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That Plantation in Ballyhoo and Being a Part of History

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Life Lessons of a Military Wife (overseas in Europe!): That Plantation in Ballyhoo and Being a Part of History

Life Lessons of a Military Wife (overseas in Europe!)

My goal here is to make your life easier, especially those who are in the unique situation of being a military spouse. Yes...I've been around...but in a good way...and hopefully can share those tips, tricks and shortcuts with you too. I've been on this military bus for over 40 years now. My goals in life are to have a well-run home, few money worries, well adjusted children, money socked away and whatever happiness I can scoop out of life.

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After life as an Army brat, being in the Army myself and marrying a soldier, I can honestly say I have a bucket full of life lessons I can share to help you make your everyday life easier and enlightening. Don't waste your time making unnecessary mistakes and benefit from others who have come before you on your journey through life.

Friday, February 29, 2008

That Plantation in Ballyhoo and Being a Part of History

Ahh...I'm getting nostalgic again. About 10 years ago, after repeated stories from my grandmom about some plantation in Ballyhoo where my ancestors supposedly were treated like family and distant memories of African princesses and the dream that we were more than just slaves, I decided to try to go on some kind of fact-finding mission to find out for myself. I knew nothing about genealogy or how to go about finding my ancestors...in fact, I don't think I even knew what the word genealogy really meant back then. I think Ancestry.com was just gaining a foothold on the internet at that time, as well as Genealogy.com.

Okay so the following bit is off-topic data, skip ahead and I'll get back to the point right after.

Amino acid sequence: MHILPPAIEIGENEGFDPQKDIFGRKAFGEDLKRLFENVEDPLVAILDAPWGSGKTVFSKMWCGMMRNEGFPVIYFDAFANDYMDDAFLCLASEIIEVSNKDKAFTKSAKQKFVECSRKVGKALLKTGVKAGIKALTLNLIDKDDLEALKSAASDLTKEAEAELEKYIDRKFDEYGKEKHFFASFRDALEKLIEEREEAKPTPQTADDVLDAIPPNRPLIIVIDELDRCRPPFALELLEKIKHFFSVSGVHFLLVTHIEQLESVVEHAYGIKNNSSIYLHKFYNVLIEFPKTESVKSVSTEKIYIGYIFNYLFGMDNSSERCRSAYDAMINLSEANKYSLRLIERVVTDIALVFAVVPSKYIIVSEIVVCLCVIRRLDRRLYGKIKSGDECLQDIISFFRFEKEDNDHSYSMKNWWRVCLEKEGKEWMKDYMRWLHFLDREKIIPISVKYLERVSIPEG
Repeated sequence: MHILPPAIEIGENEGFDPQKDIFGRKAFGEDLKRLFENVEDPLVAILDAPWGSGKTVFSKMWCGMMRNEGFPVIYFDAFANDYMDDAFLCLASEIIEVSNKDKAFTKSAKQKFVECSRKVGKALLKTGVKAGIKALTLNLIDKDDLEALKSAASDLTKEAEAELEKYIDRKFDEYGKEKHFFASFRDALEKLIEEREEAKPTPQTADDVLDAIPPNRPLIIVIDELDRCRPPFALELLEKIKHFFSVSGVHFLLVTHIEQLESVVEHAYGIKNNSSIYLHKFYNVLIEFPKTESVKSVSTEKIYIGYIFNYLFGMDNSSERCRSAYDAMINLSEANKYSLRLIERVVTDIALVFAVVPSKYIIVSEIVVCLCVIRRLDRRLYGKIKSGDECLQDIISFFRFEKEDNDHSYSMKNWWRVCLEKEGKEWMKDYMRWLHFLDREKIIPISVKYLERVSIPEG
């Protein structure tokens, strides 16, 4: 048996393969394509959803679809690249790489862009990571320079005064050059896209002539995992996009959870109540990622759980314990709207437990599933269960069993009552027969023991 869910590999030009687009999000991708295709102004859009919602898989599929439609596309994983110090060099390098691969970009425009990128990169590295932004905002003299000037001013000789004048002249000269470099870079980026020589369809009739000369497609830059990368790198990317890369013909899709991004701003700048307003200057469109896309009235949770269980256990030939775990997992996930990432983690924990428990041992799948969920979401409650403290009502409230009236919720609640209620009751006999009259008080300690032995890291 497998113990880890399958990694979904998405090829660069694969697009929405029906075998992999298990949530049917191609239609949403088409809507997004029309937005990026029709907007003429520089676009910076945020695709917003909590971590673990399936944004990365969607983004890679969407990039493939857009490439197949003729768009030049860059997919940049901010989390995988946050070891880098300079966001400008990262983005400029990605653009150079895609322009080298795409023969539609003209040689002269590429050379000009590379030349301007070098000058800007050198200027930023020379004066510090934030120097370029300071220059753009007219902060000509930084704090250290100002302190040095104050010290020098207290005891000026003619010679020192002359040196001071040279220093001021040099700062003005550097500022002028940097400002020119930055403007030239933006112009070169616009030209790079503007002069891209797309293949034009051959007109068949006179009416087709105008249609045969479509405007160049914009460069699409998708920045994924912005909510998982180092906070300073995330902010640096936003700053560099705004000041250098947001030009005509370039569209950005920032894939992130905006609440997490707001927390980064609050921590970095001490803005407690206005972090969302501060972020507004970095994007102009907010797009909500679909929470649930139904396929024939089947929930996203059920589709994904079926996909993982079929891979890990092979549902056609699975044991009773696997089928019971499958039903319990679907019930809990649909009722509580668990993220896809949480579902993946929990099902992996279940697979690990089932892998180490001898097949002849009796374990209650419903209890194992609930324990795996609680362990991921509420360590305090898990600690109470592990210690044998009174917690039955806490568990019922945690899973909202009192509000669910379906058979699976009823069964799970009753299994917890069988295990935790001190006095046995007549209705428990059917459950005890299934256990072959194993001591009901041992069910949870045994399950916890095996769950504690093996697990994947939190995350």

One of the first things I did was go online to both sites and post a simple message about a plantation in that town, with the plantation owner's name, along with a few other specifics. Really, that's all we had. That was about the extent of my grandmother's information. After a few weeks, I noticed an email with a response from one of those sites. I dutifully clicked on the link and started reading....I will never forget the goosebumps I had that night...don't things like this always happen late at night....and realizing a perfect stranger's words mirrored some of the things my grandmother had so vehemently told me all these years. I was hooked.

This lady I ended up corresponding with and who I still am in contact with, happened to be a direct descendant of that plantation owner. She filled me on the plantation owner's life. She shared some photos and military records and some copies of old county records. It seemed with every new document or photo, there was yet another clue that explained something from my family's task...down to the very details of how we did certain things today!